In the United States, more than one in four women take medication to treat mental health conditions. Women ages 45 and older reportedly have the highest rate of antidepressant use in the United States, with the highest increase in recent years among women 65 and older. Although men’s use of antidepressant medications has increased in recent times, it is still only about half that of women’s.

According to Maureen Beurskins, MD, a board-certified gynecologist with Carolinas HealthCare System, many women may develop anxiety or depression or notice a worsening of pre-existing conditions during menopause, as a result of estrogen loss.

“You have to consider that many women are living a third of their lives in menopause,” Dr. Beurskins says. “It would be a huge disservice on the part of health care professionals not to address their mental health complaints.”

The most commonly prescribed antidepressants today are selective serotonin reuptake inhibitors (SSRIs). For women who are not suffering from depression or other mental disorders, SSRIs are also approved by FDA at lowered doses for treating menopausal symptoms such as hot flashes and night sweats. Although these medications are generally considered safe and effective, research is showing that, in some cases, SSRIs may contribute to bone loss in menopausal women.

Bone Health, Bone Loss

Normally, healthy bone tissue continually breaks down and rebuilds in a balanced manner, so that bones stay dense and strong, especially when we are young. As we age, our bones breakdown faster than they can be rebuilt, so they become more porous. For menopausal women, this process speeds up and becomes more serious with the loss of estrogen. Researchers suspect that SSRIs may also shift the balance of bone construction and deconstruction, further reducing bone density and causing bones to become thinner, weaker, and more susceptible to fractures.

Although studies have had mixed results, one group of researchers, from Harvard and Northeastern Universities and UNC Chapel Hill, found that fracture rates in women aged 40 to 64 who were taking SSRIs were up to 76% higher after one year, compared to similar-age women who did not take SSRIs. The medications were studied as a group; individual types of SSRIs were not identified. The researchers suggest that further study is necessary to determine whether shorter treatment times might help reduce the risk.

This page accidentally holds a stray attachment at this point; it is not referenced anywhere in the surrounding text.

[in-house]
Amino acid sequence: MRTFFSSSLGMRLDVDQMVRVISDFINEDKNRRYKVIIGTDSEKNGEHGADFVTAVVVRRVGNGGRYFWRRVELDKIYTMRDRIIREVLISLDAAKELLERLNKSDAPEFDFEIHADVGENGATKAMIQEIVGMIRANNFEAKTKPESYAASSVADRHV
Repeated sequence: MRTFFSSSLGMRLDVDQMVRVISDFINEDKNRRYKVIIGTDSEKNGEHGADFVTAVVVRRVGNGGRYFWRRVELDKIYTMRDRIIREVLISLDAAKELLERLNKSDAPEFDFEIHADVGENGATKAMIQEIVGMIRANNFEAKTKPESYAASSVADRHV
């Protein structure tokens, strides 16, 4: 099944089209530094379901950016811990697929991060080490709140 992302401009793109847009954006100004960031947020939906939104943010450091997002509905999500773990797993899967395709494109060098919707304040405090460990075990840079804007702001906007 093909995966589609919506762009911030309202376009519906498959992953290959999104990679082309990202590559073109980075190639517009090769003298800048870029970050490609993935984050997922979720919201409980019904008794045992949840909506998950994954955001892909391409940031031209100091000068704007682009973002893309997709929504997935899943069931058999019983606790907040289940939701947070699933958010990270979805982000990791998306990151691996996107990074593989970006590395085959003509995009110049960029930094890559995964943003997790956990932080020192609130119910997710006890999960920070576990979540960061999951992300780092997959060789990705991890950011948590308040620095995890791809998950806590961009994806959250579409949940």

According to the National Osteoporosis Foundation, 54 million Americans have osteopenia (low bone density) or osteoporosis (weakened, very porous bones) and, as a result, 2 million of them—half of all women and a quarter of all men over the age of 50—will end up with broken bones due to this disease. Bone thinning can occur at any age, however, and other risk factors include not getting enough calcium and vitamin D in your diet, getting too much protein, salt or caffeine in your diet, inactivity, smoking and taking other medication that cause bone loss.

What You Can Do

Yi-Han Sheu, lead author of the Harvard/Northeastern/UNC study, and Ph.D. candidate at Harvard Medical School’s Department of Epidemiology, recommends speaking with your physician about the added risk of fracture if you are over 50 or have a family history of osteoporosis, and you are taking SSRI medication for more than six months.

“At this point, I always discuss the possible link between SSRIs and bone thinning with my patients,” Dr. Beurskins says. “If other risk factors are present, such as smoking or low weight, I might call for a bone density test earlier than the recommended age of 65.”

Additionally, Dr. Beurskins suggests going over your diet and exercise habits with your physician at annual exams, to be sure you are meeting goals for calcium and vitamin D intake, and getting enough aerobic and weight-bearing exercise to further prevent the progression of bone loss as you age.

Maureen Beurskins, MD reviewed this article.


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Miller, Matthew. E-mail to author, July 14, 2015.

Yi-han Sheu, Amy Lanteigne, Til Stürmer, Virginia Pate, Deborah Azrael, Matthew Miller. SSRI use and risk of fractures among perimenopausal women without mental disorders. BMJ/Injury Prevention, 2015; injuryprev-2014-041483 doi: 10.1136/injuryprev-2014-041483

Diem SJ, Ruppert K, Cauley JA, et al. Rates of bone loss among women initiating antidepressant medication use in midlife. The Journal of Clinical Endocrinology and Metabolism. 2013 Nov;98(11):4355-63. doi: 10.1210/jc.2013-1971

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